The Wheeling Fire Department encourages you to check the operation of all smoke detectors and carbon monoxide detectors in your home when you set your clocks forward or back for Daylight Savings Time.
Items to Check
Visually inspect your smoke detectors for damage. Vacuum the vent openings on the face of the smoke detector to make sure they are not obstructed with dust and lint. Also, little bugs and spiders like to "hide" inside smoke detectors and can occasionally cause "false" activation of your smoke detectors. By vacuuming the smoke detector, you are also cleaning out their nests.
Check you smoke detectors by pressing the test button on the face of each smoke detector. If it does not alarm, replace the batteries (if applicable) and retest. If the smoke detector does not alarm after installing new batteries, immediately replace the smoke detector with a completely new unit.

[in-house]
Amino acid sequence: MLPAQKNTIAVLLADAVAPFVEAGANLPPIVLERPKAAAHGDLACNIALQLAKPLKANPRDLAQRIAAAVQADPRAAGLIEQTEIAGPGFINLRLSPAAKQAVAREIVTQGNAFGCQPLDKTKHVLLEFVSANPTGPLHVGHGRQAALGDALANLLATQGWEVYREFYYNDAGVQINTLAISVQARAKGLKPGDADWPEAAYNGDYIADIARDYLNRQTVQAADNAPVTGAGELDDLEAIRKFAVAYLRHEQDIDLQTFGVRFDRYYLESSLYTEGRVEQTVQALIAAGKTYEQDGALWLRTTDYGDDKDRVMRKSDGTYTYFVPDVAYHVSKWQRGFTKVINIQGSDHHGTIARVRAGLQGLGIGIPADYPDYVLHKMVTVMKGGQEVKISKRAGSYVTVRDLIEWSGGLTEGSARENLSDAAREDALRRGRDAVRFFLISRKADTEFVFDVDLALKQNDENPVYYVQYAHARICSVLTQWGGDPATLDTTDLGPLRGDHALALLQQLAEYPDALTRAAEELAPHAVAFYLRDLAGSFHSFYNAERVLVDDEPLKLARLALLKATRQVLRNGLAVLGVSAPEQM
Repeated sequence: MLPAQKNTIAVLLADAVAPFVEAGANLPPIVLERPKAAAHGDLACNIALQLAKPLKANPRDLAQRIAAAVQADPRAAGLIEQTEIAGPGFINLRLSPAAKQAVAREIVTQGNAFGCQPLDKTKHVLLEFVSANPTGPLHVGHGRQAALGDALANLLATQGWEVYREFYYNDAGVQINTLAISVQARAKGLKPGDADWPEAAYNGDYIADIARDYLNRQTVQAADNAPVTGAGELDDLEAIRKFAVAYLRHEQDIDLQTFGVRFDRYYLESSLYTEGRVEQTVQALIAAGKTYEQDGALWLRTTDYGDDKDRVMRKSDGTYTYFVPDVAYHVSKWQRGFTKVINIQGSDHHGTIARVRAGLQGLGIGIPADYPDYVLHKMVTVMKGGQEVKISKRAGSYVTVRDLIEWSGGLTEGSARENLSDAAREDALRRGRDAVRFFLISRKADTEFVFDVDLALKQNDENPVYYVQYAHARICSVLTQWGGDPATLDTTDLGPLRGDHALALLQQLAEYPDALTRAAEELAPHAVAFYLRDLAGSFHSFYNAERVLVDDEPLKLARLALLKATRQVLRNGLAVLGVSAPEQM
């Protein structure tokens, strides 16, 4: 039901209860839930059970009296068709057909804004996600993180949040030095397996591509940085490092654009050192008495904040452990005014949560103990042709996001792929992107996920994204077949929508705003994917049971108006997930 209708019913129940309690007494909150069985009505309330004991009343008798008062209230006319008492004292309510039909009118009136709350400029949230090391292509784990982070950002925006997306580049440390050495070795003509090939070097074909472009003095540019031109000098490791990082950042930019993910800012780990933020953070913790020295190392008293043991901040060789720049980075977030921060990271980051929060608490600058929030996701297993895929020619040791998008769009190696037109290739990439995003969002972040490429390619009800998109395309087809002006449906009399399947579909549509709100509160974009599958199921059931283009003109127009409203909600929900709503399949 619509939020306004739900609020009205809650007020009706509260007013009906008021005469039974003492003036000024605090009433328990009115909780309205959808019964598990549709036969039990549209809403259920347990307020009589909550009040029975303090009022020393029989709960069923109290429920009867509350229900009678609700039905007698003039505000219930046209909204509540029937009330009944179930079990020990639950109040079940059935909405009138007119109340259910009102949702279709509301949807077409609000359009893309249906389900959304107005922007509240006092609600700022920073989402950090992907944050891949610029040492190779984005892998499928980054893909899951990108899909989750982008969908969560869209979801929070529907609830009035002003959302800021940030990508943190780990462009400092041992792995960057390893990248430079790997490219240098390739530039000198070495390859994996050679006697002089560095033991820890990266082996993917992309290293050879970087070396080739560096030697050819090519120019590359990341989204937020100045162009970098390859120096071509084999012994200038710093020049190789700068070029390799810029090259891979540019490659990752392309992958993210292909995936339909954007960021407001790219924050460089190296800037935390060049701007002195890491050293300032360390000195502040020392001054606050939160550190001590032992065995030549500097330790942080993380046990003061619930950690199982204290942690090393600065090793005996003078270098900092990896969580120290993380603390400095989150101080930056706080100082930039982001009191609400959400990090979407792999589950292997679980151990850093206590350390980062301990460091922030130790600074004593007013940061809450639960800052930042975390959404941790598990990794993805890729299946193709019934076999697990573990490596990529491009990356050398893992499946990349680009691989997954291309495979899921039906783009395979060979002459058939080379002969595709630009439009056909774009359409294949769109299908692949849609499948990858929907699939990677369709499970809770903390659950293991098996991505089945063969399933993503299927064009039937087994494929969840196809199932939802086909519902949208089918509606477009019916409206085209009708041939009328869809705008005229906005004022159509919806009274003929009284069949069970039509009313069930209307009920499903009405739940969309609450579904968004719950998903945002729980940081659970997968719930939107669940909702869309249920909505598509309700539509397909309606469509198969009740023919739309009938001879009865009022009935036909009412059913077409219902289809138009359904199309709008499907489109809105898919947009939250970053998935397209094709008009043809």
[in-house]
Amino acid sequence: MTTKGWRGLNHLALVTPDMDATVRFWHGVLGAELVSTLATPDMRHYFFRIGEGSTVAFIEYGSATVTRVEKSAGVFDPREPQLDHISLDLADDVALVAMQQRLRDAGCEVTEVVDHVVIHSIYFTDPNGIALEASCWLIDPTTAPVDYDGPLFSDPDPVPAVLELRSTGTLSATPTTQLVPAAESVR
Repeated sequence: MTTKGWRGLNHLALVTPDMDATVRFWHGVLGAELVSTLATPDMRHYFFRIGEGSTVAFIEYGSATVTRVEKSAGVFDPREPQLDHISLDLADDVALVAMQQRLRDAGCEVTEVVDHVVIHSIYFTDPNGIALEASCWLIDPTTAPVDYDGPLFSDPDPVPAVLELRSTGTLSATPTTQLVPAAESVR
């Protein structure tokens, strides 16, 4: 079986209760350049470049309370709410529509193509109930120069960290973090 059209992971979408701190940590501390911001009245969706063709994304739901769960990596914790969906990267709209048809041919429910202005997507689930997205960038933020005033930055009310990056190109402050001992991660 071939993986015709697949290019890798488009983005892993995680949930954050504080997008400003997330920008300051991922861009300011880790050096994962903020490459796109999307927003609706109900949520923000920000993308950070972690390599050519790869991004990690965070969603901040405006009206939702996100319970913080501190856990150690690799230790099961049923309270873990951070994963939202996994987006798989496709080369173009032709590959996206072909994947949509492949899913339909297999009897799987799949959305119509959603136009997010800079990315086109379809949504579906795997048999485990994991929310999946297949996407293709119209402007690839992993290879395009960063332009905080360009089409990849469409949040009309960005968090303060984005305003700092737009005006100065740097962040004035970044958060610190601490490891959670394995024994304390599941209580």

Verify the age of your smoke detectors (usually a sticker on the backside or side of the smoke detector). If the smoke detector is ten (10) years old or more, immediately replace it. Even if the smoke detector still alarms when the test button is activated and the smoke detector is ten (10) years old or more, it is reaching the end of its designed service life. It is important to replace it before it may fail.
If you need to replace your smoke detectors, make sure to buy only smoke detectors that that show on their labeling that they have been independently tested by companies such as Underwriters Laboratories (U.L.), Factory Mutual (FM), etc.. This indicates that these units meet strict industry standards for proper detection of smoke and rapid activation, when needed. Also, smoke detectors come in three (3) types: ionization, photoelectric, and dual sensor.. Depending upon the type of fire that could occur, one type of smoke detector may be faster at detection than another type. Therefore, for maximum protection, the Wheeling Fire Department recommends using dual sensor smoke detectors.